Tuesday, Sep 23rd

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African Green Revolution - Theme 3

There has been much debate about the importance of coordination and alignment of initiatives and institutions. It is recognized that there are many actors involved in the “Green Revolution” and that the challenge lays in linking up various agendas to make sure we are moving in the right direction and not working at cross purposes.

Contributions on this theme should focus on concrete actions to address the following questions:

  • Which of the recommendations and proposed actions from the Conference Report will enable coherence and encourage strategic partnerships and alignment?
  • What are the best methods to coordinate actions among the key process and initiatives, such as CAADP, AGRA, and other public and private efforts?
  • How can we ensure that the policy processes enhance the compact and roundtable processes of these initiatives and ensure that policy stability, transparency and coherence are created at national and international levels?
  • What are the best methods to ensure bottom-up (i.e. locally driven) initiatives are incorporated into these alliances?

Solomon Bangali

African Green Revolution is geared towards making every African hunger free, following a balanced diet and with enough resources to take care of other needs. This objective is in line with AU/NEPAD CAADP objectives. The CAADP Round Table process initiative is an evidence-based and outcome-based policy and implementation framework that encourages collaboration and peer review and learning across countries. It forms an important opportunity platform for exchanging ideas and information between stakeholders, development partners, donors and researchers to map out ways to an increased agricultural productivity in Africa. The food crises coupled with the problem of climate change all have significant implications for our ability to improve and increase agricultural growth. These crises came at a time when Africans had already taken their own destiny into their own hands by their governments committing 10% of their GDP to agricultural development.
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Shellemiah O. Keya

During this last contribution we bear in mind the important recommendations emanating from the conference. Let us also be cognizant of the fact that to realize the green revolution actions on the recommendations can only take place at the national level. This means that effective partnerships must have the national players at the center. In this regard I would like to offer you the Africa Rice Center (WARDA) partnership model that has served the center well.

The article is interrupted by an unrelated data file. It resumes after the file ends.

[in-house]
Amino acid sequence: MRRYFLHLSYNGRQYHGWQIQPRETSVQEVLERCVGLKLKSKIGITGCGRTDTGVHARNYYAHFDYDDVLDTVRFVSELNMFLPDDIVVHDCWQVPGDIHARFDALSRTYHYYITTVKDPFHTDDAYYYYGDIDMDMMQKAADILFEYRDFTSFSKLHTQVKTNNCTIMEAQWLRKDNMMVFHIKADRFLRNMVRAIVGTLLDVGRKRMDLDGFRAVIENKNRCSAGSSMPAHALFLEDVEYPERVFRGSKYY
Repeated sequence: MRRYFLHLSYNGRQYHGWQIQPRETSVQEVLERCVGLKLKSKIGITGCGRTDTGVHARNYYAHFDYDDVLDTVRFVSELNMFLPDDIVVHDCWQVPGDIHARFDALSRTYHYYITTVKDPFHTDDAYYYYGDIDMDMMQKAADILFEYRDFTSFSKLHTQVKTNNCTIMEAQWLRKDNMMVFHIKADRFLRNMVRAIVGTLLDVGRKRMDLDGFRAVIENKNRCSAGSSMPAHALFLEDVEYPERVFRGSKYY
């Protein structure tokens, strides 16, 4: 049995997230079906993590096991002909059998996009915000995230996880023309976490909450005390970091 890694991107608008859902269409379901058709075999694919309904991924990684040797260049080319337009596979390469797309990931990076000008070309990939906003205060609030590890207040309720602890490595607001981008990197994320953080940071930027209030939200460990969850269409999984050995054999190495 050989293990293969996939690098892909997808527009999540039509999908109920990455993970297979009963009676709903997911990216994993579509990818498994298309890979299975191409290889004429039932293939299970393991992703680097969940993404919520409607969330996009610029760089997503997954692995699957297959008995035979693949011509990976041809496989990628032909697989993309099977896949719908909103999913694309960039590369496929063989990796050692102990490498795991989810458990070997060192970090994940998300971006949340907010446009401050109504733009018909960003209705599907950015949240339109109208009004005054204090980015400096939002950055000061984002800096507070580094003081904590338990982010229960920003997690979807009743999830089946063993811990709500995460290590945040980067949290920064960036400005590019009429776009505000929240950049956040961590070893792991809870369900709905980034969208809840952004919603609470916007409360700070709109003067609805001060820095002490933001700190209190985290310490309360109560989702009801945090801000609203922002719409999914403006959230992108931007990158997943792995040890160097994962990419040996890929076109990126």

This partnership brings together the Directors Generals of NARS and they operate under an umbrella called National Experts Committee (NEC). They meet on alternate years to review the research agenda, comment on priorities and the impact being achieved. In turn NEC makes recommendations for better implementation of jointly proposed programs including, monitoring and delivery of products and services appropriate at the geopolitical level.

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Michael Mortimore

What is meant by ‘coherence’?  I take it to mean achieving a greater convergence between the following: policies affecting agriculture (including livestock production); crop and livestock producers’ livelihood goals; and supporting research and development efforts. Within this trinity, there is a widespread agreement that producers (and especially small-scale, poor producers) have too often been relegated to third place. The Salzburg report lays a proper emphasis on their full participation, notably in  
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Kwesi Atta-Krah

I agree with all the points that Monica has raised. Additionally however, I would wish to make some generic points which in my opinion have great relevance for the process of partnerships and coherence building.

Before we can adequately address the issue of partnership mechanisms and processes, we need to be absolutely clear about the “nature of the beast” that we are eager to tame or to raise. Unless we do that, it will be a case of everything goes, and all forms of partnerships could be generated. The core essence of what constitutes the Green Revolution for Africa (GRA) needs to be adequately postulated and owned by the stakeholders. It needs to be clear what is unique about what an African Green revolution is about. Once that is known, it will be possible to clearly define the elements of what constitutes an activity in this revolution. Different kinds of activities that support the development of this revolution can then be identified and connected as part of the family of GRA initiatives.

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